King Charles and Queen Camilla recover from Coronation in Sandringham House

Since the Coronation celebrations, King Charles and Queen Camilla have been staying at Sandringham House in Norfolk. What is it like inside?

Sandringham House was the private country home of the late Queen Elizabeth. It is best known as the property where the royals spent Christmas.

Inside, Sandringham estate is “balmy” according to Prince Harry, but he gave an exception for the dining room.

In Spare, the Duke of Sussex wrote: “The dining room at Sandringham, for instance, was our version of Dante’s Inferno.

“Much of Sandringham was balmy, but the dining room was subtropical.”

Royal shooting parties have also used the Sandringham estate. King Edward VII, who enjoyed hunting, once commanded that the clocks be moved half an hour ahead of GMT to extend the amount of daylight available for hunting.

From 1901 to 1936, when the clocks were reset to GMT time by King Edward VIII, this was known as Sandringham time.

In an upcoming event, enthusiastic royalists will get a chance to visit Sandringham to dine with the head gardeners.]

However, there is a catch as it will cost royal fans £120.

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The occasion is a part of Sandringham in Bloom, a brand-new nine-day flower festival that “celebrates all things flora and fauna” at the royal residence in Norfolk.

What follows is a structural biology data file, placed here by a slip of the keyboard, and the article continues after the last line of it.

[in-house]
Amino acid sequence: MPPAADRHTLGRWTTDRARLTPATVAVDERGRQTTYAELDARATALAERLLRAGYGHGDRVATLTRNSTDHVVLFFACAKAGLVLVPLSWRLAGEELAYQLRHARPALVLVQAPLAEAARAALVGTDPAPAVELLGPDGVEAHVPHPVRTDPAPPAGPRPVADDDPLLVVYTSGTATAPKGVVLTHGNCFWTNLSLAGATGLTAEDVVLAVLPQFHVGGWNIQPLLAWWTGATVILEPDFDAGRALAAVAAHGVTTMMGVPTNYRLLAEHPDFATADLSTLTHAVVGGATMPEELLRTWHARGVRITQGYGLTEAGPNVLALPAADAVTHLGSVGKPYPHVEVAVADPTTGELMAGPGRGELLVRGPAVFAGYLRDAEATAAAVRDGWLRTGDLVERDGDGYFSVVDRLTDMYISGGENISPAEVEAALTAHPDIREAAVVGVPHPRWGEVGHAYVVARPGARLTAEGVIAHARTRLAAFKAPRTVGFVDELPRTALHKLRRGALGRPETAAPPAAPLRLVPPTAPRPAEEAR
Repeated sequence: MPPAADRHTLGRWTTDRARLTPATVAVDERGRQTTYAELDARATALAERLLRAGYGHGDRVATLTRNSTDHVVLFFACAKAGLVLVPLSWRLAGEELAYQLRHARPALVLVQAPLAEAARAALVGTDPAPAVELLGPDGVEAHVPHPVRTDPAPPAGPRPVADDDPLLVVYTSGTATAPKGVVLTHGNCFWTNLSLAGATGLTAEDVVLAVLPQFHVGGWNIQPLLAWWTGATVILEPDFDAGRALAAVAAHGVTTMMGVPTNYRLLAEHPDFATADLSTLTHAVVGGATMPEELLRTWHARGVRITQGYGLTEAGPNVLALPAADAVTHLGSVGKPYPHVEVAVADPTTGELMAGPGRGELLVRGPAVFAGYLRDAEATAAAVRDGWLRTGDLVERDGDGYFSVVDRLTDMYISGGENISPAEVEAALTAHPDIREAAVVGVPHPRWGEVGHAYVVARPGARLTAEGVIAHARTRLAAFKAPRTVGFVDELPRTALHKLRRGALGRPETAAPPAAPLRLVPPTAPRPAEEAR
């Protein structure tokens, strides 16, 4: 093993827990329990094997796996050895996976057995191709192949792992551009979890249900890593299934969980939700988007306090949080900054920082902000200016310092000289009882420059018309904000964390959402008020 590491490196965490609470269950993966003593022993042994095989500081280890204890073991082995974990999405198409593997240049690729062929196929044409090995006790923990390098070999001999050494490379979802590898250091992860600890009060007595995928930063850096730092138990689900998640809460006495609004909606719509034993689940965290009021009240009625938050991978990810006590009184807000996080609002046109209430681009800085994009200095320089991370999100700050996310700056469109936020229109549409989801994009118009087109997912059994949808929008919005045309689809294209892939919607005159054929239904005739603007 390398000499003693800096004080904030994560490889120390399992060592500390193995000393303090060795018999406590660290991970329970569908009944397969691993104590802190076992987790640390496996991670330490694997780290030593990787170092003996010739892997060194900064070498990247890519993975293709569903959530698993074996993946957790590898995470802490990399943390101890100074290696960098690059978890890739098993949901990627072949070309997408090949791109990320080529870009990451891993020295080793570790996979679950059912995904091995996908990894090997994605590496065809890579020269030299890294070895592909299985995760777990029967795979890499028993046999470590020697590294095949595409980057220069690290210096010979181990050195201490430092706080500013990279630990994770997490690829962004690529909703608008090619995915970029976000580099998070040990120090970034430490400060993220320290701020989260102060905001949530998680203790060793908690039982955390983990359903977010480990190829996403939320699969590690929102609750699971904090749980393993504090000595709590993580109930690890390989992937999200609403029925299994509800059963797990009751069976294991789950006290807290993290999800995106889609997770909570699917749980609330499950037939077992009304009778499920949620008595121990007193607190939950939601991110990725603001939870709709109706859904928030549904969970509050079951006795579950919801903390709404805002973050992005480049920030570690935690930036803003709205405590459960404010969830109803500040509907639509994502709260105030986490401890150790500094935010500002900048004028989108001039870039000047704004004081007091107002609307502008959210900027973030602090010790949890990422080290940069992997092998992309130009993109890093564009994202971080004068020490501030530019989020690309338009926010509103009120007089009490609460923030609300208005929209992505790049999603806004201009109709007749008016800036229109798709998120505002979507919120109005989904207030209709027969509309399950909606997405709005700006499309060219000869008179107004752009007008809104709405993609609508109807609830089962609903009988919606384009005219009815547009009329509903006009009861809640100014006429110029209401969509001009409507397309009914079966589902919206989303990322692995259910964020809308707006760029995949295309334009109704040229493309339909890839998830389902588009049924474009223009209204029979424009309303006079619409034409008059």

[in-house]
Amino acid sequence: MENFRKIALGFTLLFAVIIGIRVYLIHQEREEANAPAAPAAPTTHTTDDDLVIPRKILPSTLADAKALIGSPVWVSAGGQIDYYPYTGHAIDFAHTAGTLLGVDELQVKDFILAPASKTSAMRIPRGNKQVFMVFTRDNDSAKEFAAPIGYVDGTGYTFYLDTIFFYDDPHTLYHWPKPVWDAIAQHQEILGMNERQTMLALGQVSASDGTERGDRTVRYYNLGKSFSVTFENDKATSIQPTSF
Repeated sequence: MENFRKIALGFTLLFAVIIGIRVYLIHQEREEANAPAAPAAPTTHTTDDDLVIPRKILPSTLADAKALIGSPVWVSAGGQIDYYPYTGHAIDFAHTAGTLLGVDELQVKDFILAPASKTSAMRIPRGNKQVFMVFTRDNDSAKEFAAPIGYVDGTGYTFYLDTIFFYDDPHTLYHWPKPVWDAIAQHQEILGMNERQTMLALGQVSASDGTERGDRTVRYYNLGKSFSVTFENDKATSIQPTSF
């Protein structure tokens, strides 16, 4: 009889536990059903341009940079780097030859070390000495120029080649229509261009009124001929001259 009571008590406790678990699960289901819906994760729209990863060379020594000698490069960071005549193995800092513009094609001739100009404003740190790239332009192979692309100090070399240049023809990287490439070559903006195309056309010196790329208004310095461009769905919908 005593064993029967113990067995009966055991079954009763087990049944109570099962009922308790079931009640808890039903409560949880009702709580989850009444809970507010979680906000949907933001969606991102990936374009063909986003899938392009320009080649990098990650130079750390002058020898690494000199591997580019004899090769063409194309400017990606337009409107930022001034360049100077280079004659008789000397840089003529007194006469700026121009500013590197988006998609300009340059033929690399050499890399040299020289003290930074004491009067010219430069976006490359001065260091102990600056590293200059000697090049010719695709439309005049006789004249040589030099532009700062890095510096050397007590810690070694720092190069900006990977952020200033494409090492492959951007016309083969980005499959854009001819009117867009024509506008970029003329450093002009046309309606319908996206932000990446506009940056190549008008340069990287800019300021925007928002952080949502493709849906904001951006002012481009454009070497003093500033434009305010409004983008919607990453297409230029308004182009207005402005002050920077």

On June 7, the top gardeners from Buckingham Palace, Windsor Garden, Sandringham Estate, and Dumfries House will join guests at a four-course dinner.

The dinner, which will be served in Sandringham Restaurant, will include ingredients from each of the royal gardens.

This will include honey, rhubarb, and herbs, all of which are personally supervised and cared for by the King.

In addition to beer, whisky and estate gin in some of the meals, harpist Caroline Hall will provide musical accompaniment for the diners.

The news of the new festival coincides with the King and Queen’s ongoing recuperation at their estate in Norfolk following their Coronation weekend festivities.

According to the organisers, British seasonal flowers from a non-profit florist membership group that supports independent British flower producers across the nation will be used to decorate Sandringham’s interior.

A number of displays will be made with a variety of species, including wildflower mixtures, dahlias, zinnias, sunflowers, cosmos, and snapdragons.

A floral recreation of Queen Elizabeth II’s 1953 Coronation robe will be created as one of the displays in the house by 24 floral designers from Salisbury Cathedral as a tribute to the late monarch.

A blend of pampas grass, ruscus leaves, ferns and helichrysum will make up the delicate floral robe.

The festival’s “exclusive twilight garden tours” will also include a showing of the treasured watercolours of the recently crowned King.

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